Live by Core Values in Kindergarten

  • Blog By
    Sumita Sen Mazumdar
    Principal – Erode KG Campus
    The Indian Public School – Erode.
    March, 03 2023 | In Blog

Core values can be thought of as a set of guiding principles that drive decision making and behaviour in humans. When faced with complexly calibrated stimuli that life is bound to launch our way, the mind may be pulled in several different directions. There could be a struggle between instant gratification of an impulse through inappropriate reactivity and a more wholesome response that could be better in the long run. Those who make a practice of living by core values are likely to be able to tip the balance in favour of more wholesome responsiveness, overall, than those who don’t. Just like a compass that guides those who have lost their sense of direction in the physical world, core values act as a moral and ethical compass that can unwaveringly guide an individual’s general conduct and outlook in life. There are many core values, some more relevant than others, depending on the stage of life.

The right time to start developing core values is the early formative years in kindergarten. Along with exercises of practical life, learning to use our five senses in appreciating the world around us, reading and writing, it is also important we learn how to conduct ourselves morally. At TIPS KG, the following 6 have been marked out as core values to be understood and practiced in the kindergarten years:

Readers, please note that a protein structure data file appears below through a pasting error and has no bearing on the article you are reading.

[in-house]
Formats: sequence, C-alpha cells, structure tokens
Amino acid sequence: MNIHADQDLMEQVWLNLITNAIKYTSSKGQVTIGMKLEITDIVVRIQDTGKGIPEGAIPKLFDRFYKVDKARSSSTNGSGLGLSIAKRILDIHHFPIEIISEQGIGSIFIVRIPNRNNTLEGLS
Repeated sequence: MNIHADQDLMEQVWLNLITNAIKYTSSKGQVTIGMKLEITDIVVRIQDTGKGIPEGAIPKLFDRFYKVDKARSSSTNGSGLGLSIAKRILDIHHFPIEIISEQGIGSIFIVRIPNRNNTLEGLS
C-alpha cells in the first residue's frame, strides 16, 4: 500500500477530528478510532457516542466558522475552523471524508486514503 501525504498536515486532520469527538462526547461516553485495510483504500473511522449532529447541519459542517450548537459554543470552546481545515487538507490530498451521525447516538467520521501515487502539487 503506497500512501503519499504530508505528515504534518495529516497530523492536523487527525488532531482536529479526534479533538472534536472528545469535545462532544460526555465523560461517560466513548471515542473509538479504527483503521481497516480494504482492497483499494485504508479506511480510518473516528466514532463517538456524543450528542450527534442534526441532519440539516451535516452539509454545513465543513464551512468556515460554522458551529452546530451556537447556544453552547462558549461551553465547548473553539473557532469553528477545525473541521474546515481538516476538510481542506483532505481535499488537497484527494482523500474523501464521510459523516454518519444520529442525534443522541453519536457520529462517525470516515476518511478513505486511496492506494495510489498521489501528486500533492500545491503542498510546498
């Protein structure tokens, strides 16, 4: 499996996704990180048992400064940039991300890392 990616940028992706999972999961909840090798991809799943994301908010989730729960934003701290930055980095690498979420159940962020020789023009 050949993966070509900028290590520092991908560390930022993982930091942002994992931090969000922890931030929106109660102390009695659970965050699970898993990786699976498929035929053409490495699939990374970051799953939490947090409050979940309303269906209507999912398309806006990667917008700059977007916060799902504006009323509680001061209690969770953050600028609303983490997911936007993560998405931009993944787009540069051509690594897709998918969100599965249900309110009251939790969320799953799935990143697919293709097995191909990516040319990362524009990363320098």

Each core value is taken up for a period of 2 academic months by all of Kindergarten. The values and examples of its application are prominently displayed all over campus, inside the classrooms and practiced through activities that reinforce the concept.

INDEPENDENCE:  “Do not do for your children what they can do for themselves”

At school, the children learn the importance of self-reliance, how to do things by themselves instead of waiting for someone else to do it for them. They are actively encouraged to practice exercises of daily living, self-care, eating, drinking, dressing, managing personal belongings, etc. Such activities will develop their gross and fine motor skills, enhance problem-solving skills, build decision-making skills, foster confidence and set a strong base for more advanced learning.

PATIENCE:  “Good things come to those who wait

In the months of “patience”, children will learn the important habit of graciously waiting for something, waiting for their turn whether it is in the classroom, in the playground, at a public place with parents, at home, everywhere! Impatience can spoil many a good plan. Haste does make waste and we owe it to ourselves to learn to wait for things to play out, for fruits to ripen to sweetness before we pluck them in nature, or for the right opportunity in work or business. The habit of patience empowers us to analyze situations beyond what we simply see in the moment. When we develop patience, we also cultivate, as by-products, calmness, self-control, empathy, resourcefulness that can make us get the job done more efficiently, get along with people better while maintaining our inner equilibrium and peace. Overall, there is a healthy, positive attitude. Patience gives one the stamina to persevere, be more productive and therefore, a greater likelihood of achieving success at whatever one chooses to do.